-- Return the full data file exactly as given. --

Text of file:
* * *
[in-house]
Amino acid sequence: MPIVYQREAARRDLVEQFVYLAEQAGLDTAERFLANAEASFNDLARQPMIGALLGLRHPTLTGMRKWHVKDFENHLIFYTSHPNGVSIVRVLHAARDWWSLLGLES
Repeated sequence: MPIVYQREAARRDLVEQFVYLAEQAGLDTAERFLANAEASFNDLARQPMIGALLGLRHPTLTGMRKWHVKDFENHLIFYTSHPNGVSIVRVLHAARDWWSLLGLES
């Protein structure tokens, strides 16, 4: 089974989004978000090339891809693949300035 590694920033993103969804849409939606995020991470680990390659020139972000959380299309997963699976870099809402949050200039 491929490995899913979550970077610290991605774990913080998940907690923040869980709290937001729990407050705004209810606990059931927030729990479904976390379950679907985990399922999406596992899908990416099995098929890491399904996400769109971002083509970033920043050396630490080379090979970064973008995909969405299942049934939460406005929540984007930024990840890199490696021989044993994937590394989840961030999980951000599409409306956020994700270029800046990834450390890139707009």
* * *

[in-house]
Amino acid sequence: MPIVYQREAARRDLVEQFVYLAEQAGLDTAERFLANAEASFNDLARQPMIGALLGLRHPTLTGMRKWHVKDFENHLIFYTSHPNGVSIVRVLHAARDWWSLLGLES
Repeated sequence: MPIVYQREAARRDLVEQFVYLAEQAGLDTAERFLANAEASFNDLARQPMIGALLGLRHPTLTGMRKWHVKDFENHLIFYTSHPNGVSIVRVLHAARDWWSLLGLES
């Protein structure tokens, strides 16, 4: 089974989004978000090339891809693949300035 590694920033993103969804849409939606995020991470680990390659020139972000959380299309997963699976870099809402949050200039 491929490995899913979550970077610290991605774990913080998940907690923040869980709290937001729990407050705004209810606990059931927030729990479904976390379950679907985990399922999406596992899908990416099995098929890491399904996400769109971002083509970033920043050396630490080379090979970064973008995909969405299942049934939460406005929540984007930024990840890199490696021989044993994937590394989840961030999980951000599409409306956020994700270029800046990834450390890139707009």